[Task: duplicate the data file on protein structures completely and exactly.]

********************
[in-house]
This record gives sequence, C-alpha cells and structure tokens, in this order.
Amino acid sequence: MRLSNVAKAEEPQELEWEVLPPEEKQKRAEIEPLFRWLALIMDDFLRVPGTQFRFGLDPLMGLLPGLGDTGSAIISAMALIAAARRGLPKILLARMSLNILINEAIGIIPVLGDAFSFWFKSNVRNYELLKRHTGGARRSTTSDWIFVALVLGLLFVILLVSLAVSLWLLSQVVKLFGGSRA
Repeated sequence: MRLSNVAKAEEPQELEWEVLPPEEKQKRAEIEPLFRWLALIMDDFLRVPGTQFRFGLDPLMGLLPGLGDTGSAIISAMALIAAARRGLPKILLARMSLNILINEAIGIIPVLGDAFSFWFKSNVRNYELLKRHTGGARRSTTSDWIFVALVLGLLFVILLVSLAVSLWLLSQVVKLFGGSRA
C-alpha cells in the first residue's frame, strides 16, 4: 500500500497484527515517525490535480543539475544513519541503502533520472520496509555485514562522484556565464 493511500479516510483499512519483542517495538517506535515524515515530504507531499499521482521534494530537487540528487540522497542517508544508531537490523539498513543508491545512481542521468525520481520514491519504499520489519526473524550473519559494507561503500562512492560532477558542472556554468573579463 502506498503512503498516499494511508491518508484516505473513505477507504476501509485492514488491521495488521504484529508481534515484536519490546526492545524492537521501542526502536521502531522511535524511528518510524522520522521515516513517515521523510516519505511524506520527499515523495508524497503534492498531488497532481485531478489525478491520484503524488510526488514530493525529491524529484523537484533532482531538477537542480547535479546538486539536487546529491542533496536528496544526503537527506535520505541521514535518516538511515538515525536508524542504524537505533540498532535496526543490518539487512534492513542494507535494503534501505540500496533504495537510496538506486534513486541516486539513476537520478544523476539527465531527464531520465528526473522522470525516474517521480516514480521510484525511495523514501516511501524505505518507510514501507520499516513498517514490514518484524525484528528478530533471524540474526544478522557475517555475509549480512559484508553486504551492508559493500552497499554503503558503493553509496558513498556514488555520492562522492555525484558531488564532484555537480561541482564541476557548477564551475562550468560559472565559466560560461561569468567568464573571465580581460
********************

[in-house]
This record gives sequence, C-alpha cells and structure tokens, in this order.
Amino acid sequence: MRLSNVAKAEEPQELEWEVLPPEEKQKRAEIEPLFRWLALIMDDFLRVPGTQFRFGLDPLMGLLPGLGDTGSAIISAMALIAAARRGLPKILLARMSLNILINEAIGIIPVLGDAFSFWFKSNVRNYELLKRHTGGARRSTTSDWIFVALVLGLLFVILLVSLAVSLWLLSQVVKLFGGSRA
Repeated sequence: MRLSNVAKAEEPQELEWEVLPPEEKQKRAEIEPLFRWLALIMDDFLRVPGTQFRFGLDPLMGLLPGLGDTGSAIISAMALIAAARRGLPKILLARMSLNILINEAIGIIPVLGDAFSFWFKSNVRNYELLKRHTGGARRSTTSDWIFVALVLGLLFVILLVSLAVSLWLLSQVVKLFGGSRA
C-alpha cells in the first residue's frame, strides 16, 4: 500500500497484527515517525490535480543539475544513519541503502533520472520496509555485514562522484556565464 493511500479516510483499512519483542517495538517506535515524515515530504507531499499521482521534494530537487540528487540522497542517508544508531537490523539498513543508491545512481542521468525520481520514491519504499520489519526473524550473519559494507561503500562512492560532477558542472556554468573579463 502506498503512503498516499494511508491518508484516505473513505477507504476501509485492514488491521495488521504484529508481534515484536519490546526492545524492537521501542526502536521502531522511535524511528518510524522520522521515516513517515521523510516519505511524506520527499515523495508524497503534492498531488497532481485531478489525478491520484503524488510526488514530493525529491524529484523537484533532482531538477537542480547535479546538486539536487546529491542533496536528496544526503537527506535520505541521514535518516538511515538515525536508524542504524537505533540498532535496526543490518539487512534492513542494507535494503534501505540500496533504495537510496538506486534513486541516486539513476537520478544523476539527465531527464531520465528526473522522470525516474517521480516514480521510484525511495523514501516511501524505505518507510514501507520499516513498517514490514518484524525484528528478530533471524540474526544478522557475517555475509549480512559484508553486504551492508559493500552497499554503503558503493553509496558513498556514488555520492562522492555525484558531488564532484555537480561541482564541476557548477564551475562550468560559472565559466560560461561569468567568464573571465580581460